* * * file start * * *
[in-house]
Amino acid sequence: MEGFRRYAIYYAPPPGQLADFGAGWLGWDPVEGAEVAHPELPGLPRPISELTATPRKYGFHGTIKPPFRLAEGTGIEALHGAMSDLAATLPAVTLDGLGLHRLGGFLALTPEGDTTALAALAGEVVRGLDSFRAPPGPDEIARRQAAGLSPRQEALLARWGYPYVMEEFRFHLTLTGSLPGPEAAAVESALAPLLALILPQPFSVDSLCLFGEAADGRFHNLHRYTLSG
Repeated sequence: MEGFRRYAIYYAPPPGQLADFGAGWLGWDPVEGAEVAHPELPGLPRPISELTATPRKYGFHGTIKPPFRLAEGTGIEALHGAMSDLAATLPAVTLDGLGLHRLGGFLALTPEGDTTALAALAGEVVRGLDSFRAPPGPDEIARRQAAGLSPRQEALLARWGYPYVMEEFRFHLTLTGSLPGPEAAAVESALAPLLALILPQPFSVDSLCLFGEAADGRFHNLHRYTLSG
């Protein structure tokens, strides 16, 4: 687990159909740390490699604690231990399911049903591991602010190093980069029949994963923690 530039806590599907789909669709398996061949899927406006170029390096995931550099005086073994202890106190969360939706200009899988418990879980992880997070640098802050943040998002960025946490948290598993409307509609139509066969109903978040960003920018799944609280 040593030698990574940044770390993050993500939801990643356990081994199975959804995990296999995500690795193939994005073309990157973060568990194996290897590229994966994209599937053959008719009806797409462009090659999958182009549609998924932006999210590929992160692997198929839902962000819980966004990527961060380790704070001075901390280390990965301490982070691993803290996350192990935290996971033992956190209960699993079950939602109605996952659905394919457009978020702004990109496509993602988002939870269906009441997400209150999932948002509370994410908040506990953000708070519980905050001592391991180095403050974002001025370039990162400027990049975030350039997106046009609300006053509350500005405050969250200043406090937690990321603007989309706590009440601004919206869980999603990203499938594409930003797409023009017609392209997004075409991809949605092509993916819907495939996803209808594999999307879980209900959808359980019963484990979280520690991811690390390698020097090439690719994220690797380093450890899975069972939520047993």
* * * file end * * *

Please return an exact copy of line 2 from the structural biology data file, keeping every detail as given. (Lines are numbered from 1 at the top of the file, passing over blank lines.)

Amino acid sequence: MEGFRRYAIYYAPPPGQLADFGAGWLGWDPVEGAEVAHPELPGLPRPISELTATPRKYGFHGTIKPPFRLAEGTGIEALHGAMSDLAATLPAVTLDGLGLHRLGGFLALTPEGDTTALAALAGEVVRGLDSFRAPPGPDEIARRQAAGLSPRQEALLARWGYPYVMEEFRFHLTLTGSLPGPEAAAVESALAPLLALILPQPFSVDSLCLFGEAADGRFHNLHRYTLSG